I now a lady the has some newfoundland. She looks at who is judging and where to determine where to show her dogs. She has the written critiques on her dogs. She knows her dogs faults. The judges gave he high marks on the dog faults. So if that dog need a win she will take where that judge is because he/she views the faults as strengths.

                                                       

                                                      My point was that people think that show dog are and have to be bigger, not well conditioned, etc. But judges do point out that bigger is not better in the show. Judge also inspect for well conditioned dogs.If you don't get a written critique you might not ever know this as the judges do not sit down and tell you the faults of your dog. But if you are in a show that give them you should listen to them go over your dog with you. Forget about the ribbons. Read the critiques. If they are not well conditioned make sure you get them more exercise.

                                                      Like you I don't want a dog too big as my protection dog. Sure they look impressive. But I want a dog that if needs be will go over the fence to protect me and my family. I want a dog that is agile enough to get there if there is danger around. One or two seconds can mean life or death. I don't want a dog too small that an intruder can easily throw over the fence. I have seen that in many cases that if a dog get over a certain weight it isn't as agile. I have seen exceptions to the rule too. This may also vary in different breeds. Off leash obedience will keep a dog close to you and have it come back no matter what prey is around.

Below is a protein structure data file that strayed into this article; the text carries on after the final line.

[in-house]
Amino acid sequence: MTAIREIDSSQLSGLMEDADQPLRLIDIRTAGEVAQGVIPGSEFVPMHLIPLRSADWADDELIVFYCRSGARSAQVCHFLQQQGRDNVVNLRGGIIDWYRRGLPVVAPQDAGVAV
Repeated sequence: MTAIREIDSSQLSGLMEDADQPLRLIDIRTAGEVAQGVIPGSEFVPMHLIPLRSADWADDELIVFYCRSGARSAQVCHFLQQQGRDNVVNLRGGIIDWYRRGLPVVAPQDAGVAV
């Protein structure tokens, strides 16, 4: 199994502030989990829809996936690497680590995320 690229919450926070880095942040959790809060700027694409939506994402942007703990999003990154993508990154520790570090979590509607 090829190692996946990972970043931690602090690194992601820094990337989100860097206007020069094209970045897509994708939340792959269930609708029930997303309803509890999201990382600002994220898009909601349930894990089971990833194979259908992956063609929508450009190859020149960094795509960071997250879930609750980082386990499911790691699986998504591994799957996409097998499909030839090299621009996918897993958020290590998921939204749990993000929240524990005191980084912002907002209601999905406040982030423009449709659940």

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                                                      • Her is an example of a champion bloodline pedigree. Also most of the dogs have pictures. They are not on the larger side for the breed. These dogs can move well. Some also have different temperament test which helps to determine that they are functional.

                                                         

                                                        http://worldpedigree.clubdogocanario.ru/dog/id/13436

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                                                        • I think you ask too much. You cant have it all.